Finally we arrived at Alex's apartment, the peachy pink place above. Can't say that after a long day of walking, climbing 7 flights is much fun, especially in unairconditioned common areas which were also a bit grungy. Apparently cleaning common areas is not often done. We arrived to Odie-San's place-built in 1990-I would have guessed 1970- and though it was quite large and considered quite nice by Chinese standards, it reminded me of an old college dorm. However his room was quite spacious and being at the top of the building meant he had an upper roof top deck that was his to use. The deck was lovely, except that his roommates didn't care about keeping it up and so the plants Alex so lovingly planted were almost dead. This convinced him to move on and December found him in new digs with two fewer roommates. Unfortunately this one has no deck, but looks very similar to the above. After watching the sunset from his rooftop, we left for the hotel, wiped the sweat off, and did a quick change before joining his old roommate from Sweden for Yunnan food. Yunnan food was new to me. Featuring mushrooms, goat's cheese and lots of fresh vegetables-we really enjoyed crunchy lotus root-Yunnan is a province located in Southern China.

Sunday began with Manservant and Alex finally taking the subway to the airport to recover what they hoped would be Manservant's missing luggage. Countless phone calls had determined nothing and no one ever called us back. Sure enough as Zoe and I were having coffee, Alex and Manservant came sauntering up with luggage marked RUSH. Boy that tag sure helped. Then it was on to breakfast near Alex's office building.

Well fortified we headed to the center of Shanghai where we browsed through neighborhood alleyways when someone decided to have his neck shaved. The barber treated him like a celebrity!


I thought he was quite brave! Slowly we ended up at the Yu Gardens. Finding the entrance to this 5 acre garden is not easy. One traverses through a packed touristy shopping area to finally arrive at the garden. Inside the "Garden of Happiness" is a beautiful spot built in 1559. It is unlike any garden we had seen in China and I particularly liked the dragon's tail running the entire perimeter along the top of the rock wall. We were lucky because it was the end of the day and therefore there was not a line to get in. However it was still quite crowded and not the peaceful escape it was intended to be. But certainly it was not to be missed!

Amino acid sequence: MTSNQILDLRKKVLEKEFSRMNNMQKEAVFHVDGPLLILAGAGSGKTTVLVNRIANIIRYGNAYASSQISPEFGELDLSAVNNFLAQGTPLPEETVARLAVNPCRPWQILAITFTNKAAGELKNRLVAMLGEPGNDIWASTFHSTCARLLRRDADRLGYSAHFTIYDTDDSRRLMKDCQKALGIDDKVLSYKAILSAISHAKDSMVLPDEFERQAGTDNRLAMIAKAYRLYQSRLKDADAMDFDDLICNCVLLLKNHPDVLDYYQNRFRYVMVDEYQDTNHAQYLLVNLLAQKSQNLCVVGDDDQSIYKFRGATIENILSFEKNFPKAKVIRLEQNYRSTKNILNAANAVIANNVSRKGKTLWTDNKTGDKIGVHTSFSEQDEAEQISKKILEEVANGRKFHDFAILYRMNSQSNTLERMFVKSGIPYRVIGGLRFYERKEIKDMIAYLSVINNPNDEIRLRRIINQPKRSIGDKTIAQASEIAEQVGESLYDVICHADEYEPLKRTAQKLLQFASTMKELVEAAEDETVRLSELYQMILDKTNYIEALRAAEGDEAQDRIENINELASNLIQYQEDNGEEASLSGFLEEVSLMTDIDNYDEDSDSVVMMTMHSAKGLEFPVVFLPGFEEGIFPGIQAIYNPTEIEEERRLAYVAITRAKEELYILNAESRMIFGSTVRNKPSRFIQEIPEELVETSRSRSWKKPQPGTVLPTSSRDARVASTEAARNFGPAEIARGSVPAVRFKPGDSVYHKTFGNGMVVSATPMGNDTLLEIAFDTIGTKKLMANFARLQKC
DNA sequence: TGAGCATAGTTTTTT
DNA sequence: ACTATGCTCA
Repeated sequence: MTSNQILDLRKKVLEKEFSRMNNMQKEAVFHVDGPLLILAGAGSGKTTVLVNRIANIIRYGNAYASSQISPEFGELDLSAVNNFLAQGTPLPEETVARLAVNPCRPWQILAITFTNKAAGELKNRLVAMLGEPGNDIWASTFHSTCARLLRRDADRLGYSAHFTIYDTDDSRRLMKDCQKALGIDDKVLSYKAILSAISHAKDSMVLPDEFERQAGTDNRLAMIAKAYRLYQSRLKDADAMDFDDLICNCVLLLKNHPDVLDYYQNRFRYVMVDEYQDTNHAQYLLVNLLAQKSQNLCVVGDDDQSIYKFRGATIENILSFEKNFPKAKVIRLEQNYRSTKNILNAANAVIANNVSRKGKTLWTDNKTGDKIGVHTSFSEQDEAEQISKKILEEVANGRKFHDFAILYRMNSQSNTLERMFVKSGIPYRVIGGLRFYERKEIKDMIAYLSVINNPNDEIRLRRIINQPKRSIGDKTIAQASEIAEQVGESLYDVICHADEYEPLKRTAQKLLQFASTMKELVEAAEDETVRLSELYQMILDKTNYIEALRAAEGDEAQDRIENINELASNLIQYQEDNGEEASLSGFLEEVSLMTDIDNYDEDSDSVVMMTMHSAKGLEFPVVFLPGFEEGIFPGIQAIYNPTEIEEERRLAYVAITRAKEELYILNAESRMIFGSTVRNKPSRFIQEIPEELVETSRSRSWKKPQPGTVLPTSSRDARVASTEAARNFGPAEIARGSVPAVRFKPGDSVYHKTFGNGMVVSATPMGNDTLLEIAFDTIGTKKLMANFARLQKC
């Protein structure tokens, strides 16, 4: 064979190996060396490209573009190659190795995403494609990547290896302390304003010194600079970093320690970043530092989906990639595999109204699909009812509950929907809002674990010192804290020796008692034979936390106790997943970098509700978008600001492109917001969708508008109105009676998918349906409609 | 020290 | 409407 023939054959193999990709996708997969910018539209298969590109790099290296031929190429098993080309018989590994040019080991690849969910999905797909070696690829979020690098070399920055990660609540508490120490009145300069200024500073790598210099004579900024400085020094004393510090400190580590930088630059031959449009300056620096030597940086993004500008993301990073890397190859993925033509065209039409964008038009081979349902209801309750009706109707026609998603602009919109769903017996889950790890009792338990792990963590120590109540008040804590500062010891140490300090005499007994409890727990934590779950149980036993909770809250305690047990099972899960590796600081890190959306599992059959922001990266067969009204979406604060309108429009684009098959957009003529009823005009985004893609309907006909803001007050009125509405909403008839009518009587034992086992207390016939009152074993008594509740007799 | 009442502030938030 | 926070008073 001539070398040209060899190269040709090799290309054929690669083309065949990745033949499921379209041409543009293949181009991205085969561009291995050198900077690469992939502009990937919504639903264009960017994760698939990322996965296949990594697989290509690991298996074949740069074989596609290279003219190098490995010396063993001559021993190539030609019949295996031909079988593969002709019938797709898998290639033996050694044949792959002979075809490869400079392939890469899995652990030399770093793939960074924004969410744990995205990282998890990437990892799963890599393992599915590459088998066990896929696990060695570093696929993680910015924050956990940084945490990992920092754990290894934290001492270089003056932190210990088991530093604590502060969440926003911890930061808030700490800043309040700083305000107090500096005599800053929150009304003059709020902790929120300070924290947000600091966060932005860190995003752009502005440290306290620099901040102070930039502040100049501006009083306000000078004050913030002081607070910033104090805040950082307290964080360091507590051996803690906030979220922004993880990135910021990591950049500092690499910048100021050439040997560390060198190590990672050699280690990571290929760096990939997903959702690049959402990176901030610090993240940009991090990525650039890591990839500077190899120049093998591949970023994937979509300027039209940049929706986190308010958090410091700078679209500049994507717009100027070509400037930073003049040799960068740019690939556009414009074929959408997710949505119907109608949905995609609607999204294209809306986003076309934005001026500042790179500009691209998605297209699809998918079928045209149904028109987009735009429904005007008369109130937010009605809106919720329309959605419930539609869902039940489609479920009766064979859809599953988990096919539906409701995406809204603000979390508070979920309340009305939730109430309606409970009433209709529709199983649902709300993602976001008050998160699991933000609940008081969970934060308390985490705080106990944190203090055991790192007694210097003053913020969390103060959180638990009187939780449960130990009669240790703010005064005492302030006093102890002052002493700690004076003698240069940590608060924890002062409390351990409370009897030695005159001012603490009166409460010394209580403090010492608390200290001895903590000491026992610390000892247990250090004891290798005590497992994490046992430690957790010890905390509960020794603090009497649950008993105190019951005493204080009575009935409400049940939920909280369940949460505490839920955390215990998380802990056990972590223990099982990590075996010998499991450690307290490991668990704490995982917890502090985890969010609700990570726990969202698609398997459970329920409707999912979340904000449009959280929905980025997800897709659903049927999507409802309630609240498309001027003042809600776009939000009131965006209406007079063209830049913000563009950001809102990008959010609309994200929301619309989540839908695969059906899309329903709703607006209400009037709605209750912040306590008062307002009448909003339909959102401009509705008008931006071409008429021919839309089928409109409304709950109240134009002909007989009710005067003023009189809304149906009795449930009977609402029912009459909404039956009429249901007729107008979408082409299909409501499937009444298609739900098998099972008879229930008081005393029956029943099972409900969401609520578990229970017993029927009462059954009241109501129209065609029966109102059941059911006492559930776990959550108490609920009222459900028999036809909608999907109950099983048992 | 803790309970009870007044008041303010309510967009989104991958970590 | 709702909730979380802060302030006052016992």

Then it was rush rush back to change, as that night we planned to see the night lights of Shanghai. We washed off the sweat, changed our clothes, thought we knew where we were going to meet Alex and ended up being hijacked by a taxi driver. Turns out we didn't need a taxi and Manservant misunderstood Alex Odie San. When you hire a taxi in China it is very important to have where you are going written in Chinese characters. In this case, we did not AND our phone battery was running low. We thought we were going close by and as we kept geting further and further away Manservant tried to reach Alex on his low battery. Alex immediately started yelling, "Get out of that cab now. Make him stop. Put me on the phone." Well, whatever he yelled at him, meant us being unceremoniously dropped on the side of a street while not having a clue where we were and also without a working cell phone. Stupid on our part. Luckily we immediately found a cab and had the card of the Pei Mansion so the driver knew where to take us. There our two children awaited us and proceeded to scream with worry. Well... just a little excitement for the evening.

Having used a bit of time, we settled on a quick dinner at one of Alex's favorites. After a few beers and some good chow, all was better. Then it was on to the lights of Shanghai. We ubered on down and though we didn't walk on the Bund, we viewed it from the other side of the river. Colored lights are very popular in China and it was a pretty sight. Alex then took us to the bar at the Park Hyatt, located high in the sky, where we finally calmed down with a nightcap as we watched the clouds roll in and the lights slowly turn off. Much better than paying to go to a viewing balcony.



Monday morning found Zoe and I looking for breakfast while Alex had a meeting. We then met at his apartment and did a bit more of discovering his 'hood by shopping for our next meal. After visiting a produce place for veggies, a fruit place, a store for drinks, a place for chocolate, a place for nuts to snack on, a grocery for cheese and I think one other...three sets of  hands were full. It was then a matter of lugging the bags-one of which contained a giant pomelo and a watermelon, up 7 flights to repack in a box of ice which Alex had specially delivered. We then repacked while Alex went to get a rental car, (after just earning his China driver's license) carried down all of our stuff, drove to the Pei to pick up Manservant and pack up our car.


And then it was on to Moganshan.